The Series remit is deliberately broad and responds to many inequalities and key, international legislative changes – as well as how these are taken up in practice. It will draw on new empirical research, and aims to make comparative analysis across time and place; methodological questions regarding fostering educational equality and inclusion; re-configured and re-emerging inequalities and their social-spatial dimensions; difference and diversity within communities and institutions; and questions of recognition and redistribution. It will have a particular focus on developing an extended theoretical and methodological conceptualisation, which incorporate the political, policy, social, economic, and cultural aspects of gender and education. Early titles include Michael Ward’s, Working-Class Masculinities, Education and Post-Industrialization
Posted on 01 April 2014.
Gender and Education in the Asia Pacific: Possibilities and provocations
We would like to invite you to the Gender and Education Association Biennial Interim Conference, which is being held in the Southern Hemisphere for the first time at the Melbourne Graduate School of Education (MGSE), University of Melbourne.
The conference themes address the knowledge and politics of place and speak to a wide range of concerns and settings, and is not limited to specific regions or countries. The questions raised by such a focus are prompted by, but not restricted to, the complexities of Australia’s geopolitical location in the Asia-Pacific region, its history as both colonised and coloniser, and its current position as part of the ‘global north and the global south’.
We welcome abstract submissions for individual papers, symposia as well as ‘non traditional’ presentations such as performance pieces, poetry and pecha kucha: http://www.pechakucha.org/
For more details including submission please visit the conference website:
e-mail enquiries: email@example.com
Posted on 11 March 2014.
The FRA study from the EU agency for Fundamental Rights released last Thursday did the usual rounds with the same old figures: 1 in three women have experienced abuse in their lifetime, 1 in 10 within the last 12 months. We know this; we can recite these figures off by heart. The report is simply more evidence of the pervasive extent of women’s experiences of violence that is so engrained in our societies.
Liz Kelly once said that the continued recognition of the magnitude of violence against women results in further normalisation rather than leading to resistance. We know globally, nationally and locally men’s violence against women is an endemic social problem and an enduring human rights issue within all societies and cultures (Amnesty International, 2004; Bond and Philips, 2000). The prolific extent of male violence against women is confirmed by official data, reproduced worldwide, year after year.
I have been a volunteer, activist and researcher in the field of violence against women since I was 18. My most recent research looked at what primary school children think about men’s violence against women. When I was writing up the research I reflected upon what sociologist Ann Oakley calls my autobiographical path, thinking about why I became interested in this field.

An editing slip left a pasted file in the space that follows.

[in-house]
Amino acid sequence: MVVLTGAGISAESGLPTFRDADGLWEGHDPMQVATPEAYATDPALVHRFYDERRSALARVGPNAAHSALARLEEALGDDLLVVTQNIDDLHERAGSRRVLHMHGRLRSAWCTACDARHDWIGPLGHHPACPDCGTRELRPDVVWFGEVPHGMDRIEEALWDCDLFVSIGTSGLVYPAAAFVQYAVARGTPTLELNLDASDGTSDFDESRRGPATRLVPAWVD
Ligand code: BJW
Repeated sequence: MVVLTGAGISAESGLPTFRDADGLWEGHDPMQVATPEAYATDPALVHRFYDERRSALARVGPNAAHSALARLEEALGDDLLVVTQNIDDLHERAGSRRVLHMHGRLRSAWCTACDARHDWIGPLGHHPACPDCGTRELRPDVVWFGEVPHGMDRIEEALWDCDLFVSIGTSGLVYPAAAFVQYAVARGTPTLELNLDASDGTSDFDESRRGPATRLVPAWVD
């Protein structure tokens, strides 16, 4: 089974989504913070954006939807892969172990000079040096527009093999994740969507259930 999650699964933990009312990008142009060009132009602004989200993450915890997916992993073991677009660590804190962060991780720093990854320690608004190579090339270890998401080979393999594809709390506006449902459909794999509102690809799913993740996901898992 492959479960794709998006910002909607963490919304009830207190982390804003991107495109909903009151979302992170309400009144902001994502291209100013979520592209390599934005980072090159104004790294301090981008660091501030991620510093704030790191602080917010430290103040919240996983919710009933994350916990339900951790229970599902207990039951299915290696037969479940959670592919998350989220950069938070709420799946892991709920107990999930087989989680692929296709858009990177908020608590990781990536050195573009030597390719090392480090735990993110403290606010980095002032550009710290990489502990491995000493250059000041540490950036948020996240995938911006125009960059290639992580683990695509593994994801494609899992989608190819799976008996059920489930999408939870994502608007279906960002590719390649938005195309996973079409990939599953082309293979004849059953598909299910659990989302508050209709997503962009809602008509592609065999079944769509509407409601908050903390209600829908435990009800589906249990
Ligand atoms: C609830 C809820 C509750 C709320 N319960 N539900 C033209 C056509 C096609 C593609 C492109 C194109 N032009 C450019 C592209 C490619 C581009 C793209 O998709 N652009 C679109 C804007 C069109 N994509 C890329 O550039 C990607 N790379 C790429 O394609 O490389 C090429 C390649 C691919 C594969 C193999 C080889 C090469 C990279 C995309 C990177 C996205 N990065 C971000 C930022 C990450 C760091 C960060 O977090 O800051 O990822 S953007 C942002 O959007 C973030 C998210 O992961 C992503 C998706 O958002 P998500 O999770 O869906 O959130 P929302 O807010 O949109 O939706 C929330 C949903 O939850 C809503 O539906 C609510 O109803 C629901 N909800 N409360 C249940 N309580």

Often women become involved in the area of working against men’s violence because of direct experience but I had always assumed that I was not one of them, as I didn’t have any personal history. However when I sat down and reflected I was shocked, not only by the list of abuses I had experienced, but by my normalisation and minimisation of them – and how I still remained affected by them. Kelly (1988: 23) claims the experience and /or naming of violence is not always an immediate or present one, rather it can be ‘experienced by the woman or girl at the time or later, as a threat, invasion or assault’. My own recalled experiences of abuse included: physical abuse, experiences of coerced sex, flashing and indecent exposure, sexual assaults, physical assaults, verbal sexual abuse. Being aware of my own normalisation of personal experiences of violence made me acutely sensitive to the young people’s narratives of their own experiences and conceptualisations of men’s violence against women.
When I spoke to boys and girls aged 11 and 12 I asked them about what they understood violence was, about why it happened and why. I also spoke to the young people about their own lives, their friendships, their experiences. For the majority of young people violence was something that happened in a public place, between adult men who were physically fighting. Crucially there were visible injuries and official intervention and consequence. That is the men’s behaviour was stopped, they were told they were wrong and suffered consequence (such as jail). This same sequence was replicated at school. Boys would physically fight in public and be told by the teachers or playground assistants that their behaviour was wrong and they were chastised for it.
But that didn’t happen for the girls. Girls told me about of a multitude of experiences; of being pushed, shoved, kicked, followed, called sexualised names from their male peers. These examples did not fit the standardised constellation structure of ‘real’ violence: age (adult); gender (man) space (public) action (physical) and crucially, are generally without official reaction or consequence. Time and time again the girls – when they approached teachers or those in authority were dismissed for telling tales, ignored because of the ‘trivial’ nature of their complaint or relayed that old adage, ‘he’s only doing it because he likes you’. Thus their experiences were minimised and the behaviours, normalised.